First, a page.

A North Korean defector said she wants to return home as she feels "trapped" in South Korea, CNN reports. Kim Rhyon Hui claimed she was tricked into going to South Korea and that she now wants to return home to be with her family. An emotional video interview posted by CNN on 24 September showed the defector in tears as she described being away from her family for four years.
However, the European Alliance for Human Rights in North Korea (EAHRNK) has said that it is sceptical about the defector's plea to return. The alliances says that the North Korean government has a reputation for placing pressure on defectors to return home, where they are then severely punished for leaving.
"The North Korean state likes to use rather devious and pretty appalling tactics to coerce North Korean defectors to go back to North Korea, usually using their family members as bait," Michael Glendinning, director of EAHRNK, told IBTimes. "Certainly that was my initial feeling that there had been some kind of pressure put on the defector who is stating all these things. I think there's a strong possibility that her comments are not of her own free will."
Glendinning said that the North Korean government uses these tactics fairly regularly by parading the defectors on television or sometimes using "much more direct methods". While he admitted there was every possibility Rhyon Hui was telling the truth, he didn't believe her claims that she was tricked into going to South Korea, saying it seemed "highly unlikely".
He went on to say that there was little possibility that she would be able to return to North Korea as the South Korean government wouldn't willingly let her do so and that her prosecution for being a North Korean spy further complicates the situation as she can no longer travel out of the country legally. He said the only hope would be for the South Korean government to arrange a reunion with her family.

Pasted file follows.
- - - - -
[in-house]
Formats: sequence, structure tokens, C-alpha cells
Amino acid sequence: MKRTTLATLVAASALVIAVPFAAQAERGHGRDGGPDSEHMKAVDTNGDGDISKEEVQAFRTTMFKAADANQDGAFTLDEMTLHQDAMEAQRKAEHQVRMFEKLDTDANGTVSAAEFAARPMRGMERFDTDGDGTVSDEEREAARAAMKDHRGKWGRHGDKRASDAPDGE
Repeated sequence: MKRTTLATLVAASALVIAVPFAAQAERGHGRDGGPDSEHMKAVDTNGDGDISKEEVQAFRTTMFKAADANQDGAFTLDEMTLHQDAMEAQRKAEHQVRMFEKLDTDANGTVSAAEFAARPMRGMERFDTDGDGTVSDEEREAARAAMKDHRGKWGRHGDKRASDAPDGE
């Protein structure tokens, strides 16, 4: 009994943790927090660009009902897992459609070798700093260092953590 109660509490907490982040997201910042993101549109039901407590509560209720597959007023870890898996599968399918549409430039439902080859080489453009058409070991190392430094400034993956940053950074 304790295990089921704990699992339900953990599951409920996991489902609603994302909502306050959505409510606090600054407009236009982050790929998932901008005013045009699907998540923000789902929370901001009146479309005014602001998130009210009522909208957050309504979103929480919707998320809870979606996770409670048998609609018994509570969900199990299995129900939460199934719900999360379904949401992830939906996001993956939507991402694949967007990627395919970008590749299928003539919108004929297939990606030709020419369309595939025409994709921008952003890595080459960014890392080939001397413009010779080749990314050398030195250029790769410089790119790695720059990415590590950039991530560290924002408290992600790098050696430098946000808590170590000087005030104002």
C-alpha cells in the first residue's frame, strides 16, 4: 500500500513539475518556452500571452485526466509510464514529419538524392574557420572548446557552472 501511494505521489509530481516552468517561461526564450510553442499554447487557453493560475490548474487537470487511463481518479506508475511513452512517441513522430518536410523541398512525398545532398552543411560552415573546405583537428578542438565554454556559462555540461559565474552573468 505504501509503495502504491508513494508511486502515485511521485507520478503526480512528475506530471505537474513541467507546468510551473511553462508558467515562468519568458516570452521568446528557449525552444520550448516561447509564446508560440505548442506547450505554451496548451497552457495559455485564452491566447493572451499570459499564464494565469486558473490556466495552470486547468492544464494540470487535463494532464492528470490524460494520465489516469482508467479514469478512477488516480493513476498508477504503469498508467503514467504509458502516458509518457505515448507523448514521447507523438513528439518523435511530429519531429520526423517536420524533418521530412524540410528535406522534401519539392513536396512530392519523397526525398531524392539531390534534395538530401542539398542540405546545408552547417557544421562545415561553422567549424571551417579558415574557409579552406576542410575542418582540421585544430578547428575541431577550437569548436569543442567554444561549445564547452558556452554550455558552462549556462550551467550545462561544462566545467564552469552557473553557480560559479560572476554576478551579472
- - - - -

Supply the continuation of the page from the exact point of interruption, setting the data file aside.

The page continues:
"What usually happens with the reunions is that they meet in areas used regularly in inter-Korean cooperation and are given some time together," said Glendinning. "These happen every few months or maybe every year or two, depending on the relations between the two Koreas at that particular point in time."
Rhyon Hui told CNN that her choice to leave North Korea had been a "horrible mistake" and that it has led to the "worst situation" of her life. CNN reported that the defector went to China four years ago to seek medical help for a liver disease and that when she couldn't afford the treatment a broker tricked her into going to South Korea by promising she would make a lot of money there.
Rhyon Hui claims she only pretended to be a North Korean spy out of desperation to return to her family and that she hoped it would get her deported. Instead, she was arrested and sentenced to two years in prison for passport fraud and espionage. She had her sentence suspended in April 2015 and is now out on parole.
"There is nothing else for me to say but I am sorry," the North Korean defector told CNN. "The wrong choice that I made, my choice of wanting to earn money for my treatment, led to the worst situation in my life. I am regretting with my heart and I am so sorry that I've brought such suffering to my aging parents and husband and my daughter."
The defector has spoken out about her situation three days after the UN Commission of Inquiry said they found crimes against humanity in North Korea and urged the international community to investigate.